Though all three watches in the set are large, all have the same 45mm diameter, the blue enamel dial makes it seem smaller than the regular versions with conventional silver and grey dials. While the trio in box set share the same dial decoration, each is equipped with a different complication.

Rotonde de Cartier Double Mysterious Tourbillon

The Double Mysterious Tourbillon gets its name from the fact that there is no visible connection between the tourbillon and the rest of the movement. It also rotates on two axes – the tourbillon cage rotates on itself every minute, while the cage complete a circle around the sapphire window every five minutes.

Like other Cartier mystery timepieces, the tourbillon is driven by a sapphire disc with teeth on its rim. Those teeth mesh with the gear train of the movement, providing the power to drive the tourbillon on its two axes.

The Double Mysterious Tourbillon is 45mm in diameter and in platinum.

Rotonde de Cartier Astrocalendar

Also 45mm in diameter and in platinum is the Astrocalendar, one of the most unique perpetual calendars on the market. The Astrocalendar features an “amphitheatre” display, with the calendar on stepped, concentric rings around a flying tourbillon. Blue brackets travel around the calendar rings to indicate the date, month and day of the week.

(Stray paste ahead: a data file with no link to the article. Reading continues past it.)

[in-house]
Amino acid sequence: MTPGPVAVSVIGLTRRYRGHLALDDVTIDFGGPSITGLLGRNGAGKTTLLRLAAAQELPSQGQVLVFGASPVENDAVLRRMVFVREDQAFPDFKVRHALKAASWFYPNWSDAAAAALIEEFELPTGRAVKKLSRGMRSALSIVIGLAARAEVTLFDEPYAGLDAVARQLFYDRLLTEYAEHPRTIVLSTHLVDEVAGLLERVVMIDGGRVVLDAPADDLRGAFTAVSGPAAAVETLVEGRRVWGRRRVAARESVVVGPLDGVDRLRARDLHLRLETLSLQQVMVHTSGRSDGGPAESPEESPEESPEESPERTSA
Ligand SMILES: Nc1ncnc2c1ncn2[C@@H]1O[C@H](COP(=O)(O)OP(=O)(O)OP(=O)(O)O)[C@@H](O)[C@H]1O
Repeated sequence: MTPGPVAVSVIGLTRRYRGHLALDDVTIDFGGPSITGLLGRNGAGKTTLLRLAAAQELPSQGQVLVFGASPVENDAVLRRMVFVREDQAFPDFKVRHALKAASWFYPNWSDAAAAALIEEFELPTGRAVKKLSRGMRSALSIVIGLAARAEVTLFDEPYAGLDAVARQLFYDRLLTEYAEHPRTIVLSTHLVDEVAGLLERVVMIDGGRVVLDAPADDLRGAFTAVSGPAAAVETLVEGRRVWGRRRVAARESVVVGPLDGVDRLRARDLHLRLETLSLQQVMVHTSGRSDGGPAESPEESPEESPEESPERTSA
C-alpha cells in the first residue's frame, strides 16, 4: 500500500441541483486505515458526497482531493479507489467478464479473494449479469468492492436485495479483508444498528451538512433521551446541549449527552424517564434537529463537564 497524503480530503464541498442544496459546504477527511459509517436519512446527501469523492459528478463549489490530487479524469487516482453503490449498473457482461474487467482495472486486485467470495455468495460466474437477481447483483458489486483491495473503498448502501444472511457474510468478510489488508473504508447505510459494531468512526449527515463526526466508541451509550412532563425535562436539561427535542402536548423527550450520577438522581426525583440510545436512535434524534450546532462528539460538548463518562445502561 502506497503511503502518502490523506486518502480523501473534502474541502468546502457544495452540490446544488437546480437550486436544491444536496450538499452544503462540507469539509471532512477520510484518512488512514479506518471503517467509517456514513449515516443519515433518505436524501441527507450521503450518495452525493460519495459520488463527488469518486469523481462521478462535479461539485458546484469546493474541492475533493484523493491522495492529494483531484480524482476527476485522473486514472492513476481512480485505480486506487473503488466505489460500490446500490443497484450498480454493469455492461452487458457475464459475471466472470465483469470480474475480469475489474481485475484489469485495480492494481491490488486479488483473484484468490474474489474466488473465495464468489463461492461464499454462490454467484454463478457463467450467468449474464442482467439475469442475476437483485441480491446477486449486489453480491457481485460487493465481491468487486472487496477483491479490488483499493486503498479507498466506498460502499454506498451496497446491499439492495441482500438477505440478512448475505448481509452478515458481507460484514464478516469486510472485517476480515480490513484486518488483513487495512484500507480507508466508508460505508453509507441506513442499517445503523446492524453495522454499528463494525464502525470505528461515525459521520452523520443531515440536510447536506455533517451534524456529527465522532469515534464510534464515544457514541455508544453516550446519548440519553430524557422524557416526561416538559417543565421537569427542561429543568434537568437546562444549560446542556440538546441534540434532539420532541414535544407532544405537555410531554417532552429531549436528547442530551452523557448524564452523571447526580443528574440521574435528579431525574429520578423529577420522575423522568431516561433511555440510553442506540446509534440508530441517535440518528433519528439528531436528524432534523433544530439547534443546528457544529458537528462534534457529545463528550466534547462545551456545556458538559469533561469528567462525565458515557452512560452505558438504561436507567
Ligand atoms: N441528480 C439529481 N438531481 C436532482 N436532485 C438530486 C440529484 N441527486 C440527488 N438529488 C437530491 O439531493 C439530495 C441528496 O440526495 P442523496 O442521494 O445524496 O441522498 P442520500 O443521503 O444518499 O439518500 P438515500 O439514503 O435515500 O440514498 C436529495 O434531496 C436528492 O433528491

The construction of the calendar is also notable. It is entirely gear based, lacking the springs found in most calendar mechanisms. Though that means the calendar indications gradually slide forward rather than jump simultaneously at midnight, it means the calendar is far more robust and convenient to set. The Astrocalendar can be set at any time, backwards or forwards, without damaging the movement. Our earlier story on the Astrocalendar explains it in greater detail.

Rotonde de Cartier Minute Repeater Flying Tourbillon

The third and most complicated watch in the set is also the most visually appealing, with the two part blue enamel dial framing the exposed minute repeater mechanism. The Rotonde de Cartier Minute Repeater Flying Tourbillon was Cartier’s most complex wristwatch when it was launched, but it was recently superseded by the Rotonde de Cartier Grand Complccation Skeleton.

The flying tourbillon at 12 o’clock